One cause that it was much less potent than anticipated and thus “less useful”, mentioned Wang, may need been that it was not saved cool — between 2 and eight levels Celsius — “to maintain the stability of the medication”.
“This extends to other medications that require cold storage,” she added, citing insulin as one other instance of treatment that will be much less efficient if not saved correctly. “And that’s one of the risks with online shopping.”
Chia’s merchandise arrived in a standard field, and it turned out that the web site he discovered did have this disclaimer: “We do not offer cold chain delivery for this item.”
But even with bodily purchases in shops in Malaysia, consumers from Singapore bear some dangers, Wang cautioned.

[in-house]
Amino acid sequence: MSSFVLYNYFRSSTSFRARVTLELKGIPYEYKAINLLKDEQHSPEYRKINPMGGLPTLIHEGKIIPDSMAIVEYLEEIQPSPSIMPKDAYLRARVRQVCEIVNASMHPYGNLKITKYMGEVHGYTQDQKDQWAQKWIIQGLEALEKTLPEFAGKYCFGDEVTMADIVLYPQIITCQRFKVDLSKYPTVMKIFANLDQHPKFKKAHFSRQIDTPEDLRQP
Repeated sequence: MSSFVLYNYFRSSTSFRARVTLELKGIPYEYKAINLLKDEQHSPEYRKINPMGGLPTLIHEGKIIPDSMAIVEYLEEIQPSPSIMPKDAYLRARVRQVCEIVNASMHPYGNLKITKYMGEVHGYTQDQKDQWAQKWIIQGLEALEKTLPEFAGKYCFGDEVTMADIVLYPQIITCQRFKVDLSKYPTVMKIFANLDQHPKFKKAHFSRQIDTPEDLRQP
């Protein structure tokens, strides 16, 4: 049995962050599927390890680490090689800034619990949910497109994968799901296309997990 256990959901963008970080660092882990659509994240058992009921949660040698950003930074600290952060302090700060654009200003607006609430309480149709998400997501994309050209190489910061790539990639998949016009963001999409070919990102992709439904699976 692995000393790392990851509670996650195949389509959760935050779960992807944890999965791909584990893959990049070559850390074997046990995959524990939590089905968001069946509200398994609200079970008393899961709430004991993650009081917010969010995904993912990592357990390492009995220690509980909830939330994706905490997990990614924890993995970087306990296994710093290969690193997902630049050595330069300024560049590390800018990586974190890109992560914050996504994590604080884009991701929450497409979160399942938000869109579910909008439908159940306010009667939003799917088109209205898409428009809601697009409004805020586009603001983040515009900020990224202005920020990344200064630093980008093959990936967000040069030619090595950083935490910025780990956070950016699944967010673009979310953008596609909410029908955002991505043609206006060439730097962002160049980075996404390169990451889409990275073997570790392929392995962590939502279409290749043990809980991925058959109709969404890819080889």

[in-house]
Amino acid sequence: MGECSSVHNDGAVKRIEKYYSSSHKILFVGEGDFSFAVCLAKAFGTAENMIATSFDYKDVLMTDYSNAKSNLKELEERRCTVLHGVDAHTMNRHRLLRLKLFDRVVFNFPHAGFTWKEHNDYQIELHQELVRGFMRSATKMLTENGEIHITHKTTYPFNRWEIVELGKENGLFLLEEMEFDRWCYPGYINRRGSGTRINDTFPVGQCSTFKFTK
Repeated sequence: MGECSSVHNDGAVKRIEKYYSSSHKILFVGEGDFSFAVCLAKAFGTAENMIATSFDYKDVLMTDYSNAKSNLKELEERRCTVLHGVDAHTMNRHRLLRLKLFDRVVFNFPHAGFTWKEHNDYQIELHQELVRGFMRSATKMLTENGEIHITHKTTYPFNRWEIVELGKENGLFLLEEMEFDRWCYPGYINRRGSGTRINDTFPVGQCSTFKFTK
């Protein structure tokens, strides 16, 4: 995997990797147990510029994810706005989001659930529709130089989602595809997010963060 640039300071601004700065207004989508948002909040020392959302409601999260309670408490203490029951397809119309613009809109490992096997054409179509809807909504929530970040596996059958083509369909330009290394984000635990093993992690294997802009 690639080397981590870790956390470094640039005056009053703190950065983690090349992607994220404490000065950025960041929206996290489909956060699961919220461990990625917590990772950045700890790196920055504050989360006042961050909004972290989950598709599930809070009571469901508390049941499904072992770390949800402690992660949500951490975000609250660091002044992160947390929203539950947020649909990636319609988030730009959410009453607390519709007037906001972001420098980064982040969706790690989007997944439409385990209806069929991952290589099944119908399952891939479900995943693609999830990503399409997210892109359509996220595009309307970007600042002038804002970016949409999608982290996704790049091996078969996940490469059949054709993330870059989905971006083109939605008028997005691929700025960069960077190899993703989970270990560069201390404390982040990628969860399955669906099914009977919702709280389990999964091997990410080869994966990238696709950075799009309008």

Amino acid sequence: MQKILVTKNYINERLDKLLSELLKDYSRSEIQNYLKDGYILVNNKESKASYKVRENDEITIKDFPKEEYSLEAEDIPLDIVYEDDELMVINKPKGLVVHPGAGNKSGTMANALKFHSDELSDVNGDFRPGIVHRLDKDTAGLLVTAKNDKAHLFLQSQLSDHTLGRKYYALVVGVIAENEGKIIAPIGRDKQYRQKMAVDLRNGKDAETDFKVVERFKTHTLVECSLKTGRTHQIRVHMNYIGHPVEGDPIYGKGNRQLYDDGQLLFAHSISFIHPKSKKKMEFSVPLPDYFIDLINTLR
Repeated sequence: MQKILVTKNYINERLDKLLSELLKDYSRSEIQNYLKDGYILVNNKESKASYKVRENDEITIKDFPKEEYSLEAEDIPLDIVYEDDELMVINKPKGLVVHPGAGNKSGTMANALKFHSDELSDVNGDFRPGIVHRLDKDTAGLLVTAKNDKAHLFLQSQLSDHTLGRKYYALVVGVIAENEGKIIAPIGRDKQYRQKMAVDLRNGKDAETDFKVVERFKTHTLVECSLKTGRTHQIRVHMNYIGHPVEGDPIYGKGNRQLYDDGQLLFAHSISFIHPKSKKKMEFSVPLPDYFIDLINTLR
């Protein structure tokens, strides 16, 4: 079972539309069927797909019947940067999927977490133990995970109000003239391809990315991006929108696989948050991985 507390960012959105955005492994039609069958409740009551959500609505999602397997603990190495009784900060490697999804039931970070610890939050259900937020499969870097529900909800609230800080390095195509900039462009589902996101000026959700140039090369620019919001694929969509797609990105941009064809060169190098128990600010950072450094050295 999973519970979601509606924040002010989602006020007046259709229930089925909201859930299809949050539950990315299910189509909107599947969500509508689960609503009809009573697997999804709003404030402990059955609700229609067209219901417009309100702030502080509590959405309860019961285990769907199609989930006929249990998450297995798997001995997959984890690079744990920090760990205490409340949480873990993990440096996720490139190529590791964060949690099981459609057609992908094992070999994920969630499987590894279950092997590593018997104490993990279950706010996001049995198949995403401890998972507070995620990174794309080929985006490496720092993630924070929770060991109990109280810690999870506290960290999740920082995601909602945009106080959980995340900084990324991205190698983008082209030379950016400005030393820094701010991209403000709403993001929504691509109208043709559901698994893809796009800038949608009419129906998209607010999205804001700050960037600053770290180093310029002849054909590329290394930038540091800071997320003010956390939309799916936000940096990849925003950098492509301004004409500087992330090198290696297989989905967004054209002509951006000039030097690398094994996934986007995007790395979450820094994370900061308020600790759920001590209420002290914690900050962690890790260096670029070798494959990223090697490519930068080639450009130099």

“These are prescription medicines for a good reason. You do require a doctor to follow up … to make sure that the medicines are appropriate for you,” she mentioned.
“Bypassing the physician’s follow-up, you’d miss … the monitoring that’s normally required for prescription medication for its protected use.
“When you get a refill (of) cholesterol-lowering medication, for instance, you don’t really sense whether your cholesterol is high or low. And it’s not possible for you to sort of tell on your own whether it’s working or not.”
Watch this episode of Talking Point right here. The programme airs on Channel 5 each Thursday at 9.30pm.